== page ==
Botulinum toxin exerts its effect at nerve endings to cause a flaccid paralysis of muscle. Birds affected by botulism often appear bright and alert, but are weak and unable to move. As the extent of paralysis progresses, the birds are unable to fly or walk and eventually are unable to hold up their heads. Often, if they do not die from respiratory failure due to the paralysis of respiratory muscles, they drown, once they are unable to hold their heads above water.
There are no characteristic changes of any kind in the organs or tissues of birds that die of botulism. It is necessary to rule out the occurrence of other disease in these birds, and a large number of birds have been tested for the presence of other bacterial diseases, viruses such as Newcastle Disease virus and West Nile virus, and toxins such as heavy metals and organophosphate and carbamate insecticides. Rarely have other diseases been identified in any of these birds. The birds examined during botulism events on the Great Lakes have typically been in good to excellent body condition, as would be expected in birds preparing for a long migratory flight
A definitive diagnosis of Type E Botulism requires that Type E botulinum toxin be found in the blood of a live, clinically-affected (sick) bird. Finding the toxin in the heart blood of a very freshly-dead bird is evidence that the bird may have died of Botulism, but it also is possible that the toxin detected was produced after death, during putrefaction and that it had nothing to do with the death of the bird. Finding toxin in bird carcasses that show any evidence of decomposition can not be interpreted in terms of cause of death.
Currently, the most sensitive test for Type E Botulism is the mouse protection test, which requires inoculation of mice with serum from live, sick birds. Half the mice first are injected with antitoxin to Type E botulinum toxin. If the un-protected mice die or show clinical disease typical of Botulism, and the protected mice are unaffected, the bird serum is shown to have contained Type E toxin.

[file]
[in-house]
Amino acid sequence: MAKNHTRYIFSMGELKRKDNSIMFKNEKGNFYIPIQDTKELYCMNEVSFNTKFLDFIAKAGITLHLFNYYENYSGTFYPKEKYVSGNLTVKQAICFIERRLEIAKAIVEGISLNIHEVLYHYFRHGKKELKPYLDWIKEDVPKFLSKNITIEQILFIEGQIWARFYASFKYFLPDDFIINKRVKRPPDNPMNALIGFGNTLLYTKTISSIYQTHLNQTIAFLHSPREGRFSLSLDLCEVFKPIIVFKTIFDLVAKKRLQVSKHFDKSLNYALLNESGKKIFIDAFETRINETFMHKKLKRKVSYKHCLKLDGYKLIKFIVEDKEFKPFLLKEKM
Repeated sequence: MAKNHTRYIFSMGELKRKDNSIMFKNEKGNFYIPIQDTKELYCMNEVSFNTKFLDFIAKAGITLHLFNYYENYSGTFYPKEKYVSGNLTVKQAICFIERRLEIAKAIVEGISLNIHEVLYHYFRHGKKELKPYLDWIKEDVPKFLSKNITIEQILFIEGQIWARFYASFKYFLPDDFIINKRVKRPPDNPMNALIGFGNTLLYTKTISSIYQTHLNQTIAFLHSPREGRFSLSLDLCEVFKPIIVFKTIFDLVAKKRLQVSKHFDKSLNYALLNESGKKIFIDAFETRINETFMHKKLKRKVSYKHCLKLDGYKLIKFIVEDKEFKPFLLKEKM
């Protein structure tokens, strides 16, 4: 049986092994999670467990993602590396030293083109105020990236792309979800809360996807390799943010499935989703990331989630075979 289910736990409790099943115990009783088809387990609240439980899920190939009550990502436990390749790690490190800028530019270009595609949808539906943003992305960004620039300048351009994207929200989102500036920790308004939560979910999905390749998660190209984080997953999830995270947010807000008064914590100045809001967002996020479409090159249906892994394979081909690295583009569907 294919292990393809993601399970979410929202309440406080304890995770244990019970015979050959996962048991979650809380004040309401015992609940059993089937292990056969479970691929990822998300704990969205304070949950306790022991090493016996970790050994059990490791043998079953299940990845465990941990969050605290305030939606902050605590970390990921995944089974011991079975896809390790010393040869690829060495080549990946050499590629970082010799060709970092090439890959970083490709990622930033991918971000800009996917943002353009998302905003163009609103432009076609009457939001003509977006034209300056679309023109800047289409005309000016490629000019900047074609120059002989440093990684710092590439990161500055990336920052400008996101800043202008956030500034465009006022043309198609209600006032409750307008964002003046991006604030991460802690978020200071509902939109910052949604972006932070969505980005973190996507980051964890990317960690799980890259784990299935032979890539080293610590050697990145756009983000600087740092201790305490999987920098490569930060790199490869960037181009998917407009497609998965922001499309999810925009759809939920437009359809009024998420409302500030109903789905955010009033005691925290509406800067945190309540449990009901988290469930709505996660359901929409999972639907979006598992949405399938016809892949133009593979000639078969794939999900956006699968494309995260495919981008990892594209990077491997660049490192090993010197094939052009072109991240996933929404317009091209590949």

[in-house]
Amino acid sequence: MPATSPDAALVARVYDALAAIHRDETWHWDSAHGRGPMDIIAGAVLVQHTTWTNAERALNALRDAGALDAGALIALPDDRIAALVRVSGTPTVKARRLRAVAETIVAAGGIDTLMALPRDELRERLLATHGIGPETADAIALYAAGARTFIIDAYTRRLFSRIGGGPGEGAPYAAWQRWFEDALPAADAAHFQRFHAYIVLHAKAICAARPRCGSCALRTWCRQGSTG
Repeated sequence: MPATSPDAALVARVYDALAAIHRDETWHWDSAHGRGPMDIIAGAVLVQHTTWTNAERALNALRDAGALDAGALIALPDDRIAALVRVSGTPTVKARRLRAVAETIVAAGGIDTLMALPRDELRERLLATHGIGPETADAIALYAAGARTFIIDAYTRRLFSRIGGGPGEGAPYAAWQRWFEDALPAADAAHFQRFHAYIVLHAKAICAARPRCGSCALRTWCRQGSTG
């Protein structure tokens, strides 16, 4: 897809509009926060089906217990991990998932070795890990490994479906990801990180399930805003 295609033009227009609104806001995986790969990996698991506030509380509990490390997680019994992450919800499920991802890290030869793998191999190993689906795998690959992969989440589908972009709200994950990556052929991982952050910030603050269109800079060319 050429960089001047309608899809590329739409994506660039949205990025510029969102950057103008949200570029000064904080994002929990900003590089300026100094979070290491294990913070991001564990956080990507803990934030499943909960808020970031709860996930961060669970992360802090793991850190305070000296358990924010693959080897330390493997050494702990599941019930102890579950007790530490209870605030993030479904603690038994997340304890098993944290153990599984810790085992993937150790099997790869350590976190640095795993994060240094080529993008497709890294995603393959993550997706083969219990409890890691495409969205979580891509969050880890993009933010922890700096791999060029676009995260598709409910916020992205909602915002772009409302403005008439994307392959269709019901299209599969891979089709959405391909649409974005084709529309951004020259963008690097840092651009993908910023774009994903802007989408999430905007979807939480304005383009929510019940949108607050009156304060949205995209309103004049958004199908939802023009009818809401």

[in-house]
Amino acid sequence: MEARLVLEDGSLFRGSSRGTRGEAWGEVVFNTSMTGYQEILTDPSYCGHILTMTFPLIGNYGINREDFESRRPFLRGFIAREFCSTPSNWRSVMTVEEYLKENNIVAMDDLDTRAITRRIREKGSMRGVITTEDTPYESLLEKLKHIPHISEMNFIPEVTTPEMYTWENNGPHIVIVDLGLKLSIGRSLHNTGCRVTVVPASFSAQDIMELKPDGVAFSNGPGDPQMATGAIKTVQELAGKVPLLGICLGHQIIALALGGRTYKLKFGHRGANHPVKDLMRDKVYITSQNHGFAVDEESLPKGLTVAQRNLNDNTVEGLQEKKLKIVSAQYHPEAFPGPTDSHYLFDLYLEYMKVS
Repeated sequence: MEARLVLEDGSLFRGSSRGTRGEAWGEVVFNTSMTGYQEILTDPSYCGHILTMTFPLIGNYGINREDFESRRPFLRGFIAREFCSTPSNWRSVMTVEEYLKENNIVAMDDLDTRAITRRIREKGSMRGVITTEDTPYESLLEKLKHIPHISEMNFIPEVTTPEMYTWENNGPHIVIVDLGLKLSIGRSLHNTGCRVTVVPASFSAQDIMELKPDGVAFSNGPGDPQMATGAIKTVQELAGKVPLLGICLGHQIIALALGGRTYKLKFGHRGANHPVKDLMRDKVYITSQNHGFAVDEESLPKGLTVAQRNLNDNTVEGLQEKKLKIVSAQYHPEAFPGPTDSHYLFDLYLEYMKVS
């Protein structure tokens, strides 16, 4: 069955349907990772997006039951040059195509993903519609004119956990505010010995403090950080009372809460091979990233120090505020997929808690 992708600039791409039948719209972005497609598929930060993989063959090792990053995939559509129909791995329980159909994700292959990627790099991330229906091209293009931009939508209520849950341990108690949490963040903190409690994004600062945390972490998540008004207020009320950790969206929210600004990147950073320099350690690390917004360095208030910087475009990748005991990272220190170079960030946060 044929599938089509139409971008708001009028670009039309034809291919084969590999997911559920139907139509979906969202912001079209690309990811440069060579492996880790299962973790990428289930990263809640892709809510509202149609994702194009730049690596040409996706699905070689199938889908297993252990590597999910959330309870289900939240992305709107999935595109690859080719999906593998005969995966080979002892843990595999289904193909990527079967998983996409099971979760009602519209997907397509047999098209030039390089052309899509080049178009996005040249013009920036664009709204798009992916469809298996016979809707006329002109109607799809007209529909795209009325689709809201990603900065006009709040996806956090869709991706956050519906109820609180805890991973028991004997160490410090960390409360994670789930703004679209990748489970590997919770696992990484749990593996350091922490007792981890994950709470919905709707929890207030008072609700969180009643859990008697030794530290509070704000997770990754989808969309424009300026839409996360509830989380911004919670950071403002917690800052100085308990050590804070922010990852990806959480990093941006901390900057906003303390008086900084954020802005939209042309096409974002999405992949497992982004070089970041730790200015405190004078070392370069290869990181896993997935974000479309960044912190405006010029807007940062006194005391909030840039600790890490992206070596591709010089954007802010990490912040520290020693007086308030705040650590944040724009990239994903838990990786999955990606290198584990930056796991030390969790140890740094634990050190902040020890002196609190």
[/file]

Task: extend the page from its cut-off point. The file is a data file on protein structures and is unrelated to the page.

Type E botulism is a well-recognized condition in people. Most instances of poisoning involve the consumption of marine or freshwater animals (fish, seals, whales, walrus) that have been prepared without cooking. This would include the consumption of fermented seal or walrus, smoked fish, air-dried fish and raw marine mammal meat. (Chiou et al, 2002). The toxin is destroyed by cooking.
In a contaminated environment, such as the lower Great Lakes, spores are likely to be widespread in the environment and in the tissues or digestive tracts of animals present there. Thus, when an animal is harvested, if the meat is kept under conditions which allow for the growth of the bacterium and the production of toxin, the possibility of intoxication occurs. This risk emphasizes the importance of cooking all food of animal origin derived from an environment in which Clostridium botulinum spores are likely to be present.
A lesser risk is presented by the consumption of fish or birds that are clinically affected by botulism at the time of death. Birds affected by botulism are unlikely to be able to fly and would likely be recognized as abnormal. Intoxication in fish would be more difficult to detect (Yule et al, 2006c) In either instance, as long as the meat is cooked prior to eating, the toxin will be destroyed.